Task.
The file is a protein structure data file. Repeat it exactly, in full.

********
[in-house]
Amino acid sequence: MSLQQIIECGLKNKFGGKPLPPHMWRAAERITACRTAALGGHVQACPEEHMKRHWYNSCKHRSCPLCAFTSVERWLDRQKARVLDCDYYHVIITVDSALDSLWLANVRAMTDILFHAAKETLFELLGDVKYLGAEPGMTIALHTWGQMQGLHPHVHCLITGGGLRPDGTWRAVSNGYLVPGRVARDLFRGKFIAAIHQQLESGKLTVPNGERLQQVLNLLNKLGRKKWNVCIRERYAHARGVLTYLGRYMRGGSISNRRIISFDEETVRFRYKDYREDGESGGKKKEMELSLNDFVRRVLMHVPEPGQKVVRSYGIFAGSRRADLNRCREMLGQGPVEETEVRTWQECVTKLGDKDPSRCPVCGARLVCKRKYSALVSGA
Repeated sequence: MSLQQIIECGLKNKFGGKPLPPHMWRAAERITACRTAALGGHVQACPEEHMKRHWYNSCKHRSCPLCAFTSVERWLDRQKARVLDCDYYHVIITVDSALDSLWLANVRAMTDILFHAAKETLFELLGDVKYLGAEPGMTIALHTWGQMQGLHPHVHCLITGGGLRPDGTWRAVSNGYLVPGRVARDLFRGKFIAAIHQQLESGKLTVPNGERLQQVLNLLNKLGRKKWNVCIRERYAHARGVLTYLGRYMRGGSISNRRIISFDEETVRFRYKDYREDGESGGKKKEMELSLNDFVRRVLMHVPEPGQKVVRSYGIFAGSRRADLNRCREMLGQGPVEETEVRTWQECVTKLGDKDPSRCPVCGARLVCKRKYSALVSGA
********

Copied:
[in-house]
Amino acid sequence: MSLQQIIECGLKNKFGGKPLPPHMWRAAERITACRTAALGGHVQACPEEHMKRHWYNSCKHRSCPLCAFTSVERWLDRQKARVLDCDYYHVIITVDSALDSLWLANVRAMTDILFHAAKETLFELLGDVKYLGAEPGMTIALHTWGQMQGLHPHVHCLITGGGLRPDGTWRAVSNGYLVPGRVARDLFRGKFIAAIHQQLESGKLTVPNGERLQQVLNLLNKLGRKKWNVCIRERYAHARGVLTYLGRYMRGGSISNRRIISFDEETVRFRYKDYREDGESGGKKKEMELSLNDFVRRVLMHVPEPGQKVVRSYGIFAGSRRADLNRCREMLGQGPVEETEVRTWQECVTKLGDKDPSRCPVCGARLVCKRKYSALVSGA
Repeated sequence: MSLQQIIECGLKNKFGGKPLPPHMWRAAERITACRTAALGGHVQACPEEHMKRHWYNSCKHRSCPLCAFTSVERWLDRQKARVLDCDYYHVIITVDSALDSLWLANVRAMTDILFHAAKETLFELLGDVKYLGAEPGMTIALHTWGQMQGLHPHVHCLITGGGLRPDGTWRAVSNGYLVPGRVARDLFRGKFIAAIHQQLESGKLTVPNGERLQQVLNLLNKLGRKKWNVCIRERYAHARGVLTYLGRYMRGGSISNRRIISFDEETVRFRYKDYREDGESGGKKKEMELSLNDFVRRVLMHVPEPGQKVVRSYGIFAGSRRADLNRCREMLGQGPVEETEVRTWQECVTKLGDKDPSRCPVCGARLVCKRKYSALVSGA